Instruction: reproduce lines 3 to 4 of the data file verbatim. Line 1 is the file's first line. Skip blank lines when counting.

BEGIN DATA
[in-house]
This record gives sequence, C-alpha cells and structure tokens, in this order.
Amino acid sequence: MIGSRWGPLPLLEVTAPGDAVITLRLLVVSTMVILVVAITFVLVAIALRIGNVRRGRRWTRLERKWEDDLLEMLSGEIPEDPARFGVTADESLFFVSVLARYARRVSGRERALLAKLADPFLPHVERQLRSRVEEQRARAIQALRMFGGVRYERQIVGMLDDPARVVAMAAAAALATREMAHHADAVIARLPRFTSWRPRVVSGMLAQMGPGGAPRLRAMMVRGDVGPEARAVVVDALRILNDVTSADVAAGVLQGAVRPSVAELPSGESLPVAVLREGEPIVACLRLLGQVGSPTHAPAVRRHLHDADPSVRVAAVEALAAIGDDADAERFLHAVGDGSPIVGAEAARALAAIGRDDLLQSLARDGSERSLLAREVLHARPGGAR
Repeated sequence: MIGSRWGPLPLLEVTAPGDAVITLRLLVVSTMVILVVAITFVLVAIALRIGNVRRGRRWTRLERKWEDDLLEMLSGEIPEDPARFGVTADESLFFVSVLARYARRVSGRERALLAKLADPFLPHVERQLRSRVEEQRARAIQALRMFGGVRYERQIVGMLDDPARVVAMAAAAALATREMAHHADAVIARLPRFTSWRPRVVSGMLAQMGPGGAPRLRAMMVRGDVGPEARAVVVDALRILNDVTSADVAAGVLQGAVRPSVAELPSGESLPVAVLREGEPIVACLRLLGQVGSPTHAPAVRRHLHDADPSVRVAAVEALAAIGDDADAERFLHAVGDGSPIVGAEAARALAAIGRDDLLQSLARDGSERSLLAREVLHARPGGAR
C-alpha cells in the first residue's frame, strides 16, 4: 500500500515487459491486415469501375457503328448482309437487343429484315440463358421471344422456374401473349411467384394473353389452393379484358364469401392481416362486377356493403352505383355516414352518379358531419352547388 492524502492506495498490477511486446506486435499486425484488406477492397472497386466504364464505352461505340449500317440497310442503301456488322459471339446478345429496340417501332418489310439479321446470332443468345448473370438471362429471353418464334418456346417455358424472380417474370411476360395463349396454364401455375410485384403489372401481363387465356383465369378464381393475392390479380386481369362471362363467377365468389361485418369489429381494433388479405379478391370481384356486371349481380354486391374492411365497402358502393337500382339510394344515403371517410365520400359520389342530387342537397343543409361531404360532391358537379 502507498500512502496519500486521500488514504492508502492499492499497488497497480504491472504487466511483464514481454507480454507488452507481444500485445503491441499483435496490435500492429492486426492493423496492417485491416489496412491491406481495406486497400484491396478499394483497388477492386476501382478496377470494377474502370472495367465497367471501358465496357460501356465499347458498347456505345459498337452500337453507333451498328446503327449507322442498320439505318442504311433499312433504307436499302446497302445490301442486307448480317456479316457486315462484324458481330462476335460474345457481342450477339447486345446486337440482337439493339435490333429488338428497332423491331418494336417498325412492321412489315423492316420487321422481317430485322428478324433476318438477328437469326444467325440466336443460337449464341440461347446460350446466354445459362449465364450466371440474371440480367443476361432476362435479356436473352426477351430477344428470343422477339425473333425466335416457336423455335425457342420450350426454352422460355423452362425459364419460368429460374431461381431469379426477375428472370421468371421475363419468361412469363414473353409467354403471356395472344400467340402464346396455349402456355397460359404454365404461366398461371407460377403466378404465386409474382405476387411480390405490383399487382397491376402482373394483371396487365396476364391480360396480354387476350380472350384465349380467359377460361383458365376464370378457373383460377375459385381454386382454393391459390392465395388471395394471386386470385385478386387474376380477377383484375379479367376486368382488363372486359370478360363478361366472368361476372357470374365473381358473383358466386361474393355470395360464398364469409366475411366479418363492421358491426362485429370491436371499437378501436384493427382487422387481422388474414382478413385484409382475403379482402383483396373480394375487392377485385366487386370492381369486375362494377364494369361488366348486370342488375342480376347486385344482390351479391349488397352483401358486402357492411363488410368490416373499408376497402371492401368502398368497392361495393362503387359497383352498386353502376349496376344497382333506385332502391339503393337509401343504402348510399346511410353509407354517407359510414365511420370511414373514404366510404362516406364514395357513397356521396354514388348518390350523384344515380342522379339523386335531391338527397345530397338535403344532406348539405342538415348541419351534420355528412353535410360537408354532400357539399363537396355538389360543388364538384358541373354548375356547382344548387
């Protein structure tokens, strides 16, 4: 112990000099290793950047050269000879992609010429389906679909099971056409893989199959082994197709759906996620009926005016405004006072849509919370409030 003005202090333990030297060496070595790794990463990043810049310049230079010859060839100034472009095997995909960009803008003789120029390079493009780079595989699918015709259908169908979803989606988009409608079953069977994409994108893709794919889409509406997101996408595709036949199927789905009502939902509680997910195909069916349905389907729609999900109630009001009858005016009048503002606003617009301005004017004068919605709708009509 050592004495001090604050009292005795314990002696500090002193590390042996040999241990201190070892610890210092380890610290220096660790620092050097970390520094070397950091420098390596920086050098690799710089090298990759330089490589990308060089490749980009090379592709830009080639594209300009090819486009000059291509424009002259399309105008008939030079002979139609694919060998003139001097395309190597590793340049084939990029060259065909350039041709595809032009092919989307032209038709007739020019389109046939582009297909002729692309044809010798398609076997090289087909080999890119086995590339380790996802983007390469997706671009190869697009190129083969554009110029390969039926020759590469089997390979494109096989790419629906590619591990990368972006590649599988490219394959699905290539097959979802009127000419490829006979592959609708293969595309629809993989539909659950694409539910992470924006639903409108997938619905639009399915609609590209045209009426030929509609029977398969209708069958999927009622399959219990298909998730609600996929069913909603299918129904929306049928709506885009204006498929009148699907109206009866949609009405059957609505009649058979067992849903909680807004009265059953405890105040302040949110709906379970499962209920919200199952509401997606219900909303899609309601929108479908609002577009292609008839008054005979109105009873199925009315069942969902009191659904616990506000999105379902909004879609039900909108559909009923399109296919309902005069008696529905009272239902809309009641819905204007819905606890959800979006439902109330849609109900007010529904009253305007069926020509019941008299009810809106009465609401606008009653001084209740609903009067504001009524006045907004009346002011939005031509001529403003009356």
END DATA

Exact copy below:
Amino acid sequence: MIGSRWGPLPLLEVTAPGDAVITLRLLVVSTMVILVVAITFVLVAIALRIGNVRRGRRWTRLERKWEDDLLEMLSGEIPEDPARFGVTADESLFFVSVLARYARRVSGRERALLAKLADPFLPHVERQLRSRVEEQRARAIQALRMFGGVRYERQIVGMLDDPARVVAMAAAAALATREMAHHADAVIARLPRFTSWRPRVVSGMLAQMGPGGAPRLRAMMVRGDVGPEARAVVVDALRILNDVTSADVAAGVLQGAVRPSVAELPSGESLPVAVLREGEPIVACLRLLGQVGSPTHAPAVRRHLHDADPSVRVAAVEALAAIGDDADAERFLHAVGDGSPIVGAEAARALAAIGRDDLLQSLARDGSERSLLAREVLHARPGGAR
Repeated sequence: MIGSRWGPLPLLEVTAPGDAVITLRLLVVSTMVILVVAITFVLVAIALRIGNVRRGRRWTRLERKWEDDLLEMLSGEIPEDPARFGVTADESLFFVSVLARYARRVSGRERALLAKLADPFLPHVERQLRSRVEEQRARAIQALRMFGGVRYERQIVGMLDDPARVVAMAAAAALATREMAHHADAVIARLPRFTSWRPRVVSGMLAQMGPGGAPRLRAMMVRGDVGPEARAVVVDALRILNDVTSADVAAGVLQGAVRPSVAELPSGESLPVAVLREGEPIVACLRLLGQVGSPTHAPAVRRHLHDADPSVRVAAVEALAAIGDDADAERFLHAVGDGSPIVGAEAARALAAIGRDDLLQSLARDGSERSLLAREVLHARPGGAR